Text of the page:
Living black in two Americas

photo credit: 222 - Columbia, South Carolina via photopin (license)
photo credit: 222 - Columbia, South Carolina via photopin (license)
photo credit: 222 – Columbia, South Carolina via photopin (license)

One country. Two different Americas. One nation. Two flags. All this equals to a racially-divided United States. There is the symbol of freedom that this country celebrates every 4th of July in which one flag represents. Oppression, the perpetuation of slavery and advocacy of white supremacy reflect the other. There is no middle ground for America and its people on this topic.

You either stand on the side of liberty and justice for all or cling to the idea that the white race is the master race, and is therefore, the superior race to all others. This is what the Confederate flag stands for.  Hate. Race superiority. Enslavement. Master. Servant. The segregation of races. Black. White. Everything about the Confederate flag represents a past that not only hurts people.

It kills. We saw the symbol of that flag come to fruition in the Charleston, South Carolina massacre that saw nine praying, God-fearing black people, holding a prayer service lose to their lives to a demon that proudly rallied around the Confederate flag and all of its infamous history of maiming, lynching and terror.

Race still matters in this country. And until our leaders have the guts to call it like it is, there are going to be more Charleston, South Carolina episodes where a white murderous gunman cut down nine black people during a prayer and worship service at the historic Emanuel AME Church. His motivation? To start a race war so that black people could ultimately be exterminated.

The Bible says there is nothing new under the sun. The actions of Dylann Roof in going abut killing Emanuel AME Church  Pastor Rev. Clementa  C. Pickney and eight of his members is akin to the same terrorist act committed against the Four Little Girls 52 years ago in a Birmingham, Alabama church.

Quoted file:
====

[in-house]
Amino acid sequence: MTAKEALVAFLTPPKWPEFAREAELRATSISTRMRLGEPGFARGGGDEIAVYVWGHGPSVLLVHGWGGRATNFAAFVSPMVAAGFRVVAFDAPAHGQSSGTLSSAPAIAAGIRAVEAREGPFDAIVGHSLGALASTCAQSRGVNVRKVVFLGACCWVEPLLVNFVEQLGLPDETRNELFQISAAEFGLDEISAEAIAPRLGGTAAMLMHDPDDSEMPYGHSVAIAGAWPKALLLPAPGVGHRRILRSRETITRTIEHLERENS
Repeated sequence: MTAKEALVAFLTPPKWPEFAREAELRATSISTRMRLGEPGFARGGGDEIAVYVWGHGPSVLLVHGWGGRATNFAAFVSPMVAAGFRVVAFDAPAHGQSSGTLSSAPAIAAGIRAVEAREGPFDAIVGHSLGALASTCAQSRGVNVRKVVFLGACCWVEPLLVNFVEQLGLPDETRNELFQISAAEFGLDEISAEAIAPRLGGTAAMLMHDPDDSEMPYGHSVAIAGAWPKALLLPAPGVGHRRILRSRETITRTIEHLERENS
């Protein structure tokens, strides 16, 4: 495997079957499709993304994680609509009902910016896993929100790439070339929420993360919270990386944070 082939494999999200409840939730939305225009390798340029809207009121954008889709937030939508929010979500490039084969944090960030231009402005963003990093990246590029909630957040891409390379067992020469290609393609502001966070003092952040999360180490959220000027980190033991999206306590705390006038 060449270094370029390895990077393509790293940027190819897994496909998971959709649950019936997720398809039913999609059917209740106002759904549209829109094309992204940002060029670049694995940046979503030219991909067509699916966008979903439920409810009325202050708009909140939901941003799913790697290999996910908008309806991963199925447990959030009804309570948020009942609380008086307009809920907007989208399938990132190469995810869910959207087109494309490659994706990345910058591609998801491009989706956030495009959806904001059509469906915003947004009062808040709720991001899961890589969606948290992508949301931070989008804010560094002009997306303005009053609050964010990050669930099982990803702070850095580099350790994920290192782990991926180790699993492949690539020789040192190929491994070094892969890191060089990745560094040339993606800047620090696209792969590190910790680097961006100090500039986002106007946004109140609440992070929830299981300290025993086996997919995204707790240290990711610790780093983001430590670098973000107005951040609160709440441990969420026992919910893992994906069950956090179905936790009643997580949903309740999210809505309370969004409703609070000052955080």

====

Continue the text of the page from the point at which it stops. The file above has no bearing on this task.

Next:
photo credit: TSLAC Historic Flag Being Installed at the Bullock Museum 2.21.13 via photopin (license)
photo credit: TSLAC Historic Flag Being Installed at the Bullock Museum 2.21.13 via photopin (license)

It is the same bigoted hatred that played out during the Jim Crow era where segregation reigned and took out celebrated civil rights leaders Medgar Evers and Dr. Martin Luther King Jr.

That hatred has manifested itself into a new generation of hate-mongers like Roof. Symbolic of that deep-seeded evil is the Confederate flag.

According to the Southern Poverty Law Center, the Ku Klux Klan, League of the South and Loyal White Knights are one of 19 labeled extremists groups in South Carolina. Did any of these groups have anything to do with the Emanuel AME Church massacre? No. But the linkage to white supremacy and hate through the Confederate flag puts Roof in that same company.

The flag not only needs to be taken down. It should be burned and banished forever. Let me put it like this: The Confederate flag has the same dangerous and unfathomable meaning of degradation and destruction to African Americans as does the swastika present a history of pain, torture and death to Jewish survivors who went through the Holocaust.